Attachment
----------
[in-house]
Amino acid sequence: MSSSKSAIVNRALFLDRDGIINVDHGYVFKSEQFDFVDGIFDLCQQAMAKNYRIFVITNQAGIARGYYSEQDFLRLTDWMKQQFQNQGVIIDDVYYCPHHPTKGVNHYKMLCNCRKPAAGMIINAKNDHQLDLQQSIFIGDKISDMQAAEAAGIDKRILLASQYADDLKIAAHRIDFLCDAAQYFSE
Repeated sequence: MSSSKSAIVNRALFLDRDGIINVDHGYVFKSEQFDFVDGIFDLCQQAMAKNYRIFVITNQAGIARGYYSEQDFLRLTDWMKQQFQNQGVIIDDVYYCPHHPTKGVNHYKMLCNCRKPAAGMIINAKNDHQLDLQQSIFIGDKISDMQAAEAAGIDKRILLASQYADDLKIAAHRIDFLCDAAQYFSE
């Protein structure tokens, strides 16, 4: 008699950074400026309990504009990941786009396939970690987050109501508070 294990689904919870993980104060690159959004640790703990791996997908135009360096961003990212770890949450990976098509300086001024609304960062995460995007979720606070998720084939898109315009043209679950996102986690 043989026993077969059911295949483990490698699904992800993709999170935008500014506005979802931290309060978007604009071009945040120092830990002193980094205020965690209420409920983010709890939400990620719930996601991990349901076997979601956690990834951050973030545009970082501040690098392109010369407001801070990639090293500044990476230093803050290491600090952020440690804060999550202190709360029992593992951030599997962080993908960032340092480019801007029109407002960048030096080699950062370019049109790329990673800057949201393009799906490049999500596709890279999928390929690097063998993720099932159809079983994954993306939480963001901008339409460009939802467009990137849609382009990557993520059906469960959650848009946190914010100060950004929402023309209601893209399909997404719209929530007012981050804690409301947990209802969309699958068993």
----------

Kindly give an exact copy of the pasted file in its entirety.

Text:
[in-house]
Amino acid sequence: MSSSKSAIVNRALFLDRDGIINVDHGYVFKSEQFDFVDGIFDLCQQAMAKNYRIFVITNQAGIARGYYSEQDFLRLTDWMKQQFQNQGVIIDDVYYCPHHPTKGVNHYKMLCNCRKPAAGMIINAKNDHQLDLQQSIFIGDKISDMQAAEAAGIDKRILLASQYADDLKIAAHRIDFLCDAAQYFSE
Repeated sequence: MSSSKSAIVNRALFLDRDGIINVDHGYVFKSEQFDFVDGIFDLCQQAMAKNYRIFVITNQAGIARGYYSEQDFLRLTDWMKQQFQNQGVIIDDVYYCPHHPTKGVNHYKMLCNCRKPAAGMIINAKNDHQLDLQQSIFIGDKISDMQAAEAAGIDKRILLASQYADDLKIAAHRIDFLCDAAQYFSE
């Protein structure tokens, strides 16, 4: 008699950074400026309990504009990941786009396939970690987050109501508070 294990689904919870993980104060690159959004640790703990791996997908135009360096961003990212770890949450990976098509300086001024609304960062995460995007979720606070998720084939898109315009043209679950996102986690 043989026993077969059911295949483990490698699904992800993709999170935008500014506005979802931290309060978007604009071009945040120092830990002193980094205020965690209420409920983010709890939400990620719930996601991990349901076997979601956690990834951050973030545009970082501040690098392109010369407001801070990639090293500044990476230093803050290491600090952020440690804060999550202190709360029992593992951030599997962080993908960032340092480019801007029109407002960048030096080699950062370019049109790329990673800057949201393009799906490049999500596709890279999928390929690097063998993720099932159809079983994954993306939480963001901008339409460009939802467009990137849609382009990557993520059906469960959650848009946190914010100060950004929402023309209601893209399909997404719209929530007012981050804690409301947990209802969309699958068993």